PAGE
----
Displaying orbits & zooming

Hey, I’m also working on a space game, and next I want to make larger viewing scales. I’d like to zoom out to show the player a schematic view of the entire solar system, which they can view at any angle using the mouse. By schematic, I mean that there will be the approximate orbital paths rendered as huge circles floating in space. (Yes, they’re really more like ellipses, but starting with circles will get me most of the way there.)

My question is: How best to render these orbits? I could make a very very narrow toroidal figure. (hula hoop) But this seems wasteful and could be cumbersome. (It’s possible that the hoop could get too thin at some scales and orientations, and too thick at others.) Is there any way that I can just render the schematic lines and curves?

Is there any convenient way for me to do projections from the 3d models onto the render2d plane?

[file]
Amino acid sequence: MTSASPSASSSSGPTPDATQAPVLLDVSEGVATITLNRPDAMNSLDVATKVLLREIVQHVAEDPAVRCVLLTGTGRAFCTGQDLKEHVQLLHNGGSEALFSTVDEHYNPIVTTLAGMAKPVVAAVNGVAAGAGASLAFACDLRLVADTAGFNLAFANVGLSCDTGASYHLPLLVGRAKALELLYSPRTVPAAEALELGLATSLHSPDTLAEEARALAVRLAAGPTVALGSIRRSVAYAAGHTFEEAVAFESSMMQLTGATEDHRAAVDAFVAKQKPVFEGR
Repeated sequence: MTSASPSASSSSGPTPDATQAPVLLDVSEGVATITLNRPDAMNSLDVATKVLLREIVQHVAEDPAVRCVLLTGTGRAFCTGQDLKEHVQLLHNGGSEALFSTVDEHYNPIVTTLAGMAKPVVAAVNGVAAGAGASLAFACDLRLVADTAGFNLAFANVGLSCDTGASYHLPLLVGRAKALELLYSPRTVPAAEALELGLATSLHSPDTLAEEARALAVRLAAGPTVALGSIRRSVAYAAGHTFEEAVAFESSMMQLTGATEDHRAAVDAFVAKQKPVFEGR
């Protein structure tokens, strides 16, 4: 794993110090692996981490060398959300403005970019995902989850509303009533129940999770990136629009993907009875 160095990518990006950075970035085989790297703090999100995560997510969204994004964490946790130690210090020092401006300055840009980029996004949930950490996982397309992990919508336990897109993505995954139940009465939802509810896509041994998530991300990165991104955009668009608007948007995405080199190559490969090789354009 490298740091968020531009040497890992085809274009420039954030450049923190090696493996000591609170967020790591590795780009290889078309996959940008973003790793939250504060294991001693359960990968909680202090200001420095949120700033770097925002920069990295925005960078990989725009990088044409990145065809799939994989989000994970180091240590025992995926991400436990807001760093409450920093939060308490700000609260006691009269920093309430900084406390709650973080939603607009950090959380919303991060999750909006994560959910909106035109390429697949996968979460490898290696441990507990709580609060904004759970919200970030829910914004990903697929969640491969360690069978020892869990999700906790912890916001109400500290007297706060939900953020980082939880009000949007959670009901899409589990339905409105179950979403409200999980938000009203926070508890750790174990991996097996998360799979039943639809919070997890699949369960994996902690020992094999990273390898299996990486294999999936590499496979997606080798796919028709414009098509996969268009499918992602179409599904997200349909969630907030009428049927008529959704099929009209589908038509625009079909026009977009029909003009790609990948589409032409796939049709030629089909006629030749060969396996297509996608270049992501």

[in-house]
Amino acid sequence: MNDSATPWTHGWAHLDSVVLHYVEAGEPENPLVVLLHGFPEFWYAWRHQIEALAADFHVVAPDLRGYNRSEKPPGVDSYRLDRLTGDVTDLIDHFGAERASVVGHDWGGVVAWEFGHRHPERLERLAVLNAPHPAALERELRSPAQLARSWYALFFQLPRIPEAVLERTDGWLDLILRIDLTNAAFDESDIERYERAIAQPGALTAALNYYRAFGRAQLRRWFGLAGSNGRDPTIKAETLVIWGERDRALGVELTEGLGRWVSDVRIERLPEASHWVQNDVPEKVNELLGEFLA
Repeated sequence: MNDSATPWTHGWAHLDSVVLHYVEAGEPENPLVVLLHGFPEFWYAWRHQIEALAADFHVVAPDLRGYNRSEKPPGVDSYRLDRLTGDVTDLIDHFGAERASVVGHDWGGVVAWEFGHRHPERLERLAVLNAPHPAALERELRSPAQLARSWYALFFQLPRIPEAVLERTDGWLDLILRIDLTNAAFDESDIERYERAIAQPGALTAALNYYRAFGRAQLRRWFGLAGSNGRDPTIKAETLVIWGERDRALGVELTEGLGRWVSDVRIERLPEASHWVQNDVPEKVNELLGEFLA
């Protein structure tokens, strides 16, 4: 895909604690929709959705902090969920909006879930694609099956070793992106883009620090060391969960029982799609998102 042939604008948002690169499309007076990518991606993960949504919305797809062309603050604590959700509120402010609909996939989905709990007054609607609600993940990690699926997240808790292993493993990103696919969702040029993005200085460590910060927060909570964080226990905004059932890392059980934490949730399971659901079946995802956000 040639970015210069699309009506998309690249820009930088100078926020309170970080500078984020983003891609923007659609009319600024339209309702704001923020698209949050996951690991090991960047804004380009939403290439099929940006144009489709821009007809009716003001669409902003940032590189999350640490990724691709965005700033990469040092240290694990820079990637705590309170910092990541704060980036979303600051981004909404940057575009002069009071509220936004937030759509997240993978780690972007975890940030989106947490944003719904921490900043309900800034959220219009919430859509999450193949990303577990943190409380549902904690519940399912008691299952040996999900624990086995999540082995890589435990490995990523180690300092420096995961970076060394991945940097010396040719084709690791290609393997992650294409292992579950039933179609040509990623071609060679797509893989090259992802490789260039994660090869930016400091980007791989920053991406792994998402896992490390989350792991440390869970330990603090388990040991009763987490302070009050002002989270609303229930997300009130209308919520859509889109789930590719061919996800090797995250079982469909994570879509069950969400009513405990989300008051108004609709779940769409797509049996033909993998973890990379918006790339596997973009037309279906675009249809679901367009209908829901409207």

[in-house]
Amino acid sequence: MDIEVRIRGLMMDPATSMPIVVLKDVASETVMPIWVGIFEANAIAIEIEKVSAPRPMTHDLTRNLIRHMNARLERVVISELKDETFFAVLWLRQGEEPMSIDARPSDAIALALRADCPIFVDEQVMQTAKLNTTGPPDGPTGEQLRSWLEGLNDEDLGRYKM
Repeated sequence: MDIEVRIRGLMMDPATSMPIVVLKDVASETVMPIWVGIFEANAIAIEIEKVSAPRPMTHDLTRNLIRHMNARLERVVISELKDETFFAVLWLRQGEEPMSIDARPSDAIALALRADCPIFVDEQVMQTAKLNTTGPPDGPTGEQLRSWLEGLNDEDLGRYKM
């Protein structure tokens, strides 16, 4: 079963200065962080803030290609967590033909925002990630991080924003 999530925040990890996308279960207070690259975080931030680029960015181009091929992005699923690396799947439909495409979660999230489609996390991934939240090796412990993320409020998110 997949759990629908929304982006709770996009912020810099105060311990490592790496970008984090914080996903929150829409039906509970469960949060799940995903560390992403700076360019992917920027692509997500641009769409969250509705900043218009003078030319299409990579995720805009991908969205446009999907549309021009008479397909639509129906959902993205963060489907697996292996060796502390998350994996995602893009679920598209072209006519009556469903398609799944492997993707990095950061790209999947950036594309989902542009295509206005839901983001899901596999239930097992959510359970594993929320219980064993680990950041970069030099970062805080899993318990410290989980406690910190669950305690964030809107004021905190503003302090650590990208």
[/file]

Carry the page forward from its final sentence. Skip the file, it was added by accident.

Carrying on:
Ah, I just discovered GeomLinestrips!

Dunno if this is what you’ re looking for, but there’s also LineNodePath.

There’s also Rope, which uses GeomLinestrips internally to render curves.


My thoughts about zooming is this.
Create 3 different modes each running 64 bit precision python floats. Draw scene one objects stars and stuff clear the fix depth. Readjust draw scene 2 objects clear the fix depth. Then draw scene 3 where you have your space ships and other close stuff. When you move some of the scene 2 or scene 3 must be recreated.

Now there is 2 ways to fix depth. Simple way is just o clear the depth buffer and more complex way is to set your depth function this way as to sad witch every thing like use range 100-90 for scene 1 range 90-70 for scene 2 and then have 70-0 depth range for scene 3 - this is what Celestia does if you look at the source.

So everything can be in 64 bit precision? This would go a long way towards fixing problems that I am seeing. What do I have to do in order to ensure that everything is in 64 bit? Do I have to always do things like:


Is there anything else I should do? Is there a way to tell the engine to use double precision throughout?